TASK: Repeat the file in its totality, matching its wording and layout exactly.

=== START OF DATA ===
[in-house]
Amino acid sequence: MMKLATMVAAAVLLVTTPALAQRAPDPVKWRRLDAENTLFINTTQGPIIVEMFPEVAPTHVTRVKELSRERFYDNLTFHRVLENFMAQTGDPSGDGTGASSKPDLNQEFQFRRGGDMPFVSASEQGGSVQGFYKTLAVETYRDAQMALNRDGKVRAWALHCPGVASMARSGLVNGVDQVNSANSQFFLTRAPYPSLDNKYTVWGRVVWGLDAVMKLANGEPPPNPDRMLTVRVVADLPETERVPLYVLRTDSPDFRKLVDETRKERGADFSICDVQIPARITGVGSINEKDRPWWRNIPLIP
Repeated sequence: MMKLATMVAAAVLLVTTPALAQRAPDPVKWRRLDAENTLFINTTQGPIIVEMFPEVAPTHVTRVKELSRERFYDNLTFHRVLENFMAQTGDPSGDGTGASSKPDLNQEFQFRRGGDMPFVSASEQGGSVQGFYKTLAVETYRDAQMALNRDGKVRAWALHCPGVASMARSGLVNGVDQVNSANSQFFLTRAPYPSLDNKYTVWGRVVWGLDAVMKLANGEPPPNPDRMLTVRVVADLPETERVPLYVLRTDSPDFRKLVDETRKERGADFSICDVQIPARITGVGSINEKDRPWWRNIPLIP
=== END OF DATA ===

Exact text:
[in-house]
Amino acid sequence: MMKLATMVAAAVLLVTTPALAQRAPDPVKWRRLDAENTLFINTTQGPIIVEMFPEVAPTHVTRVKELSRERFYDNLTFHRVLENFMAQTGDPSGDGTGASSKPDLNQEFQFRRGGDMPFVSASEQGGSVQGFYKTLAVETYRDAQMALNRDGKVRAWALHCPGVASMARSGLVNGVDQVNSANSQFFLTRAPYPSLDNKYTVWGRVVWGLDAVMKLANGEPPPNPDRMLTVRVVADLPETERVPLYVLRTDSPDFRKLVDETRKERGADFSICDVQIPARITGVGSINEKDRPWWRNIPLIP
Repeated sequence: MMKLATMVAAAVLLVTTPALAQRAPDPVKWRRLDAENTLFINTTQGPIIVEMFPEVAPTHVTRVKELSRERFYDNLTFHRVLENFMAQTGDPSGDGTGASSKPDLNQEFQFRRGGDMPFVSASEQGGSVQGFYKTLAVETYRDAQMALNRDGKVRAWALHCPGVASMARSGLVNGVDQVNSANSQFFLTRAPYPSLDNKYTVWGRVVWGLDAVMKLANGEPPPNPDRMLTVRVVADLPETERVPLYVLRTDSPDFRKLVDETRKERGADFSICDVQIPARITGVGSINEKDRPWWRNIPLIP